"Well," said Frank, "here we are, men. What are we going to do about it?"
"Nothing we can do, sir," said Allen. "He will probably offer us a chance to join his crew and if we refuse he'll heave us all overboard."
"I'm a f raid he'll have to heave away then," said, Frank, "for I don't think I would make a very good pirate."
"I'd make a better pirate than I would a corpse, sir," declared Timothy, "and this fellow must have made quite a success. Here he is the undisputed owner of a submarine fitted out like a palace; he's his own boss and his prizes he probably distributes among members of the crew. Why, sir, a year of this life and a man would be rich."
"Look here, Timothy," said Frank, "I don't like that kind of talk. Why, man, you talk like you would like to be a pirate."
"Maybe I would, sir. I've thought about it for years. Look at the excitement a man could have."
"Timothy's right, sir," declared Allen. "I'm not hankering for the life of a pirate, but I'm not hankering for a watery grave, either. I don't, know but what I would join if given the chance."
"Look here, men," said Frank, "I'm free to confess that the life of a pirate seems to have its sunny side. I've read a lot of pirate tales and I can remember when I thought I would like to be one. But I know myself and I know you better than you think. When it came to a showdown, you'd balk."
"Well, I'm not sure about that, sir," said Allen..
"I am," declared Frank decisively. "You mark my words, you'll refuse when the time comes."
"Then we'll walk the plank," said Timothy.
"Better to walk the plank with clean hands than to be hanged with the death of innocent persons on your conscience," said Frank.
"We'll see when the times comes," said Allen.
The three were talking of Jack, Captain Glenn and Williams some time later when a hand fumbled with the key in the door. They whirled about quickly, forgetful for the moment that they were helpless in their bonds. A moment later the door swung open and Captain Jack entered, smiling.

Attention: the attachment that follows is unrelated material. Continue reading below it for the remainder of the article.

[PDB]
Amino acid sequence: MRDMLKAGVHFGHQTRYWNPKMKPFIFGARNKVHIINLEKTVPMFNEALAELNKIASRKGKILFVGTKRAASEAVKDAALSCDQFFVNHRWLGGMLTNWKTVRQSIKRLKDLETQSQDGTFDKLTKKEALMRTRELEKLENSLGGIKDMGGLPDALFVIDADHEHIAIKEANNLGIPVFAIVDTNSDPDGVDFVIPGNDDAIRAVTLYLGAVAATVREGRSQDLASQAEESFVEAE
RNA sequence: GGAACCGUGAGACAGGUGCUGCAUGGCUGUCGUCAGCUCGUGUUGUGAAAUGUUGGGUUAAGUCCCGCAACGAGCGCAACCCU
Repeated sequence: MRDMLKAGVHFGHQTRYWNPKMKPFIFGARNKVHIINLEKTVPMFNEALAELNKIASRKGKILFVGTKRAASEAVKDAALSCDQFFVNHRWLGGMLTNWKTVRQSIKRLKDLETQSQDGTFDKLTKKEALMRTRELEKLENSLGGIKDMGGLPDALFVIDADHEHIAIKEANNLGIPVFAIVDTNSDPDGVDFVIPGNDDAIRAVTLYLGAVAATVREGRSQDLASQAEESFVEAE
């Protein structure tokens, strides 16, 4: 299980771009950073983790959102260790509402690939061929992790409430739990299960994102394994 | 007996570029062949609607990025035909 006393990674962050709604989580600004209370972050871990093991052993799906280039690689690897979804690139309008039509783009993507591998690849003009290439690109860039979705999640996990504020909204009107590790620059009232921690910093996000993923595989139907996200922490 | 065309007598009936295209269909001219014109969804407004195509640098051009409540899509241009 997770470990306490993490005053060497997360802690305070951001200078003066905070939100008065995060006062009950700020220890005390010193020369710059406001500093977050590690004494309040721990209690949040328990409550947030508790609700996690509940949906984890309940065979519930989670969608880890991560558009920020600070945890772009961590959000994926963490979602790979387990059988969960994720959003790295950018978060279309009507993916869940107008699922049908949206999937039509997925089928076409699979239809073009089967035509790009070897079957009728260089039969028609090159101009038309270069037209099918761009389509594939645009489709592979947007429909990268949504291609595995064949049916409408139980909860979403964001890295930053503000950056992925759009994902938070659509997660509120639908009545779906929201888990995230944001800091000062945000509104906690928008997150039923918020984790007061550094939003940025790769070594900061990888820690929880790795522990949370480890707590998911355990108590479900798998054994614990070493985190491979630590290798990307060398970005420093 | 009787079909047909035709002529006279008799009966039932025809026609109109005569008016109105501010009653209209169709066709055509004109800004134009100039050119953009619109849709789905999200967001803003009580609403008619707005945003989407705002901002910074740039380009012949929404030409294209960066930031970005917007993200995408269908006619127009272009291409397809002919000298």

"Well, well," he said. "So we're all here, eh? Guess I'll unloosen your hands. I feel that I can handle the whole bunch of you if it's necessary."
He cut the cords that bound them and the three stretched their cramped muscles.
"Now we'll have a little talk," said Captain Jack.
He motioned the three to seats and took a stool himself, near the door, to guard the exit. For the first time Frank took a good look at him.
The pirate chief was perhaps half an inch shorter than Jack Templeton. He was more fully developed, though, as became his years, and had the appearance of being of enormous strength. Frank decided that he was a trifle, though not much, stronger than his chum. He had a pleasant face and smiled continually. There was nothing about him that would label him "pirate."
Captain Jack addressed Frank.
"I've come to ask you to be my first lieutenant," he said.
Frank jumped to his feet.
"I'll see you hanged first," he cried.
Captain Jack smiled calmly.
"No, I don't think you will," he said pleasantly. "I've the whip hand now, you know. If you decline, I shall feel called upon to take stern measures."
"Take them, then," said Frank briefly.
Captain Jack hesitated.
"It seems a pity, too," he said. "You're rather handy with a gun. You could be of great use to me. Now, for example, I have word -- picked up by my wireless station inland -- that a certain ship is about to pass through these waters. It will be loaded with riches. I intend to capture it. I would like to have you lend a hand."
"You've a lot of nerve," said Frank. "You talk about capturing an American ship -- or even a British or French, or of a country allied with the United States -- as though it were nothing."
"Who said it was an American ship or a vessel of an allied nation?" demanded Captain Jack.
"What else could it be?" demanded Frank.